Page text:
Tag Archives: dar ben gacem

It’s your home!

(Photo: Mehdi Ben Farhat)

What always strikes me at Dar Ben-Gacem is the sense of familiarity. From being welcomed in at the front door by a friendly face, to enjoying breakfast in the courtyard as if one was in their own home. One soon feels as if they were in the house of a dear friend or relative.

When word of Interference first surfaced, the first international light art project in Africa, Dar Ben-Gacem was bound to take part in the project. How? By providing a home to a family.

The big family of Interference is not only made up of the 100+ passionate and engaged volunteers that helped bring the festival to life, coordinated by the two project founders Aymen Gharbi and Bettina Pelz, but also by the civil society of the Medina. The idea of an international light art festival attracted and brought together people and artists from different backgrounds and environments, some of them having never heard about Tunisia before, except for perhaps the negative reports they might have heard in the news. Nevertheless, they were convinced by the project and prepared to, at their own cost, join the adventure. The idea was so new and intriguing, that the community was soon up on their toes helping in any way possible, by offering their beds to artists and volunteers, electricity for late night testings and to help carry around equipment. Pretty soon, the whole town was buzzing with energy and light and everyone was determined to ensure this vision would become reality! This non-budget festival allowed no obstacles to get in its way, proving that a powerful vision was stronger than anything money could buy!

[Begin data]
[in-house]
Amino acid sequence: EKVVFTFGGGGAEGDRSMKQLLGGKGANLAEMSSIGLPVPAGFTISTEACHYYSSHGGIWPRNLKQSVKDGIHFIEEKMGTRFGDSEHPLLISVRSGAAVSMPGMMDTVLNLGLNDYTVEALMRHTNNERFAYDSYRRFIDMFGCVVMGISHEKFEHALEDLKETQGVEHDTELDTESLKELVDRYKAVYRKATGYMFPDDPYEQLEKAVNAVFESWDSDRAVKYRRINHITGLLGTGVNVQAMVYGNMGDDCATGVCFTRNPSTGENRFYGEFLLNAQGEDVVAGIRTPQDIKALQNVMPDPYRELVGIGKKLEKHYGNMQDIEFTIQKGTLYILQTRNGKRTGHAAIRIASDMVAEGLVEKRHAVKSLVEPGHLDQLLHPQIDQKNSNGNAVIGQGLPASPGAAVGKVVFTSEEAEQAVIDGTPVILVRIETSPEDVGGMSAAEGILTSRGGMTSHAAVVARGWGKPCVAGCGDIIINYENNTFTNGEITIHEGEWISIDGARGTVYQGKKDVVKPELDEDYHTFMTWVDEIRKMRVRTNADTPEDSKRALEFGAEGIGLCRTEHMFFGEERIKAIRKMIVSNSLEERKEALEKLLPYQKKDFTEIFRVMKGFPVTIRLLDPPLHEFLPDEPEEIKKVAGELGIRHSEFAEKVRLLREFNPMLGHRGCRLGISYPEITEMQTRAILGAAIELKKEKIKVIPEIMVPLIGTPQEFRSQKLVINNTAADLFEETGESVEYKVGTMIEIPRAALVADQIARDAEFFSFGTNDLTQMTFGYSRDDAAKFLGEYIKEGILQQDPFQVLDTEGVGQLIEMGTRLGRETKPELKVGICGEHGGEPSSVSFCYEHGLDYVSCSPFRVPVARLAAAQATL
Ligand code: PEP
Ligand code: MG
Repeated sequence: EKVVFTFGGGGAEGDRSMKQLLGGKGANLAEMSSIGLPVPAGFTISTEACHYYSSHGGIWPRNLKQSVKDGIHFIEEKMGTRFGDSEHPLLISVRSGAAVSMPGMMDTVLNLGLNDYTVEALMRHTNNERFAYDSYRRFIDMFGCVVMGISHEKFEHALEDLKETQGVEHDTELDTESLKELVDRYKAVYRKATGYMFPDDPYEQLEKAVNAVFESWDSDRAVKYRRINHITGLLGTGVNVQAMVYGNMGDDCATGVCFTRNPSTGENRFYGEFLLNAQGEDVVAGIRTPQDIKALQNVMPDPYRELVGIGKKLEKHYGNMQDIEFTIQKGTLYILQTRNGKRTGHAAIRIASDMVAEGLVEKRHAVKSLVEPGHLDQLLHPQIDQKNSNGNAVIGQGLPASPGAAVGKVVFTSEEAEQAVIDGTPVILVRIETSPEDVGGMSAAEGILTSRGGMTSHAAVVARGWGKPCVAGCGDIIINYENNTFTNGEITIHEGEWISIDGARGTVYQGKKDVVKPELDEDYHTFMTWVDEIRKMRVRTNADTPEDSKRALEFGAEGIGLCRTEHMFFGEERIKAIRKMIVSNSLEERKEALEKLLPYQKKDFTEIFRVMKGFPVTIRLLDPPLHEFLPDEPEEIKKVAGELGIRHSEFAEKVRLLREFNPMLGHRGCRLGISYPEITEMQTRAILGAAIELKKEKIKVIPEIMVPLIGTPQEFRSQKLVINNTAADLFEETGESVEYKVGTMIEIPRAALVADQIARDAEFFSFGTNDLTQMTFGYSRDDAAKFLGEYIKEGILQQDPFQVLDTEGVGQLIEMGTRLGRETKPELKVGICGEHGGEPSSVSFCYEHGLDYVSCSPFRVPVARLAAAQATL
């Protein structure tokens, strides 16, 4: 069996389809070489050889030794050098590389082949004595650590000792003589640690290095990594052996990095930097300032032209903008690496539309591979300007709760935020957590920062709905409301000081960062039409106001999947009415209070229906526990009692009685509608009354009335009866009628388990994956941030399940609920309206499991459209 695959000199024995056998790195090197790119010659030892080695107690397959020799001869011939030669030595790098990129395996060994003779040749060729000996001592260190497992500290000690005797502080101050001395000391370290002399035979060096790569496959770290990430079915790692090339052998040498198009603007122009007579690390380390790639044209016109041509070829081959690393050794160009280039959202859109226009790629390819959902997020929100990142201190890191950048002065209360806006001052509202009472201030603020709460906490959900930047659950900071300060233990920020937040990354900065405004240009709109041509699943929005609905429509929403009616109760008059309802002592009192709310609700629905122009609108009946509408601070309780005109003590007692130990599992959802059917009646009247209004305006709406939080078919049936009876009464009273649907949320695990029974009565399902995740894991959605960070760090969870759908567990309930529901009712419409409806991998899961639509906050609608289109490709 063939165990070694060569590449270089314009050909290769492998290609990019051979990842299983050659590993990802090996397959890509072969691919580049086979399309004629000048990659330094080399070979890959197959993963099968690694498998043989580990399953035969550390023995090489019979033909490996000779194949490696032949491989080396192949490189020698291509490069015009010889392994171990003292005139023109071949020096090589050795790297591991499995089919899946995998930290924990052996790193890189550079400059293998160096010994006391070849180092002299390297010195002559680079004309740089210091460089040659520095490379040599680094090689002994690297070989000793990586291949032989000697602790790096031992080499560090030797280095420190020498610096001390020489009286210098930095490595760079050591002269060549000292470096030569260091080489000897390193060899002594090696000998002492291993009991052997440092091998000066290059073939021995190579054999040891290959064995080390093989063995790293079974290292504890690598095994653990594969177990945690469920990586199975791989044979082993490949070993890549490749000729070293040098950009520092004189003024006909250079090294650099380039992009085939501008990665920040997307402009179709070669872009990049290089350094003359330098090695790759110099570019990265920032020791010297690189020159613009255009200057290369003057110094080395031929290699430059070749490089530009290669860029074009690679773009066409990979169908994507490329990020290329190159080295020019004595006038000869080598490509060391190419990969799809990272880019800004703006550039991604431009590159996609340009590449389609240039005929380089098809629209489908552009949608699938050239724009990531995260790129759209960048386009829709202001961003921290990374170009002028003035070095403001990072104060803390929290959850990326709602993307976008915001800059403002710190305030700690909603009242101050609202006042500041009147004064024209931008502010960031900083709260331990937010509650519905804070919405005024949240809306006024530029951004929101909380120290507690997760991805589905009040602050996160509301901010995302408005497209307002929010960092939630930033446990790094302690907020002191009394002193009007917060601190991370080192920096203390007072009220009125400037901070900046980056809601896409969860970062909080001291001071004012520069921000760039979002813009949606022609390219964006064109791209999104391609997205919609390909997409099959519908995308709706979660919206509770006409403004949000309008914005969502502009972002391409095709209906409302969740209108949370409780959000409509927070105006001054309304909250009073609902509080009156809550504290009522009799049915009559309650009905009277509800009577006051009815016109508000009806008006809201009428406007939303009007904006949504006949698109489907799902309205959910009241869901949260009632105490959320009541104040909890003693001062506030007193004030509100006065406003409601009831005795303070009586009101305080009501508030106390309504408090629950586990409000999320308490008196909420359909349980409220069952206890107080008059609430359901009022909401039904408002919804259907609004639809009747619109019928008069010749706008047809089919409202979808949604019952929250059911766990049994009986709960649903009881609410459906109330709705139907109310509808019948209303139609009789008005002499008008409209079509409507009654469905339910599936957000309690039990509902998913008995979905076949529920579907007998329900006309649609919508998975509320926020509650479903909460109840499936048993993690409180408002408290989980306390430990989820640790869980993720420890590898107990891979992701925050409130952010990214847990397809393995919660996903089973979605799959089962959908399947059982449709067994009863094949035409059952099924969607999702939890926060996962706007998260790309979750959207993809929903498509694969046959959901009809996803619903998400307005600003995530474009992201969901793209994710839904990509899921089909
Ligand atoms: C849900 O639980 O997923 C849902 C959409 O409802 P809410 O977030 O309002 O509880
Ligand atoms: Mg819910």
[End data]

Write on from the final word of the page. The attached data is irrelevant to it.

However, critique and gossip is never to be avoided and some people’s first reaction to the concept was surprised and sceptical, “why not look at the ground and illuminate the garbage polluting our alleys instead of projecting abstract shapes on to our walls?”, was a comment I overheard from passers-by in the Medina. Fair enough, the idea is far-fetched. However in retrospect, no one would argue about the festival’s relevance as a tool to promote heritage, intercultural dialogue and the importance of bringing art to the public space for the entire community to enjoy!

Where there are movements to encourage culture, heritage and youth empowerment, there is Dar Ben-Gacem! The house became a home base for the team of the festival, offering rooms to its artists and space for its gatherings and meetings. It was a true delight to enter the house and see that all of the artists felt so comfortable and at home, wearing their slippers inside or even walking barefoot, cooking themselves in the kitchen and keeping their own food in the fridge. People from near and afar came together and found themselves living as a big family.

Next to the remarkable help of the community and volunteers, was the willingness of competing businesses and hotels to lend a helping hand. Guest houses such as Dar Ya, La Maison Bleue and Dar el Medina generously offered their facilities, driven by the conviction that the festival is truly FOR the Medina. The idea behind the project was not for individuals to make lucrative profit but to offer an enriching experience to the entire community of the Medina. It was incredible to see so many businesses work together out of genuine love and passion for the Medina.

Interference offered a valuable learning experience, especially to youth interested in the cultural sector, giving them the chance not only to participate in the organisation of an art festival, but to take place in workshops and trainings on various subjects such as curatorship, the physics of light, art, heritage and how to build up a light art festival from scratch!

It was just as much an educative as it was an art project, proving that art must be shared and that every member of the community not only has the right to enjoy it, but also to be part of it.

last-night-dar-ben-gacem-interference-tunis-2016-photo-mehdi-khemili-1

Interference team on the last night of the festival on the rooftop of Dar Ben Gacem
(Photo: Mehdi Khemili)

Article: Emily Sarsam